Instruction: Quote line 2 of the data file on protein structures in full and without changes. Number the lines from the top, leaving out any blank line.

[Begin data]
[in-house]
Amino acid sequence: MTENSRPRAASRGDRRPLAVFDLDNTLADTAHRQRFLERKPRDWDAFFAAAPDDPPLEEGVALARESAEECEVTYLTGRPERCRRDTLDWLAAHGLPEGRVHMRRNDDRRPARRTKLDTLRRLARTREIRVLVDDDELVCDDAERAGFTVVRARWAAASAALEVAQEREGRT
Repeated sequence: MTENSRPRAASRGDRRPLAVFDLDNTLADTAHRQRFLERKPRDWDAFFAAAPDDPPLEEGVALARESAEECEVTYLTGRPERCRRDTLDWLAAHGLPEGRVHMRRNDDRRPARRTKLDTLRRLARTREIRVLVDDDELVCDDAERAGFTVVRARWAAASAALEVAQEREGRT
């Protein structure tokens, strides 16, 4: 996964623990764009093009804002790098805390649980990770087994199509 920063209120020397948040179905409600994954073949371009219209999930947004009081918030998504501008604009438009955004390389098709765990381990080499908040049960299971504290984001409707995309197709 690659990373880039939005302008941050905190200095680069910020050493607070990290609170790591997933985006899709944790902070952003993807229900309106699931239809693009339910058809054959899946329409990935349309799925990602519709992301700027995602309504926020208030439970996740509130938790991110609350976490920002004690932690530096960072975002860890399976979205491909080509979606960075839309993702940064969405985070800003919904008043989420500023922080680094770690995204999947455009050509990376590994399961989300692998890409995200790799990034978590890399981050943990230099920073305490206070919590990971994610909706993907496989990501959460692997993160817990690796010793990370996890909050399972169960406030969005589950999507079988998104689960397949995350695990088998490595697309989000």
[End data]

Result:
Amino acid sequence: MTENSRPRAASRGDRRPLAVFDLDNTLADTAHRQRFLERKPRDWDAFFAAAPDDPPLEEGVALARESAEECEVTYLTGRPERCRRDTLDWLAAHGLPEGRVHMRRNDDRRPARRTKLDTLRRLARTREIRVLVDDDELVCDDAERAGFTVVRARWAAASAALEVAQEREGRT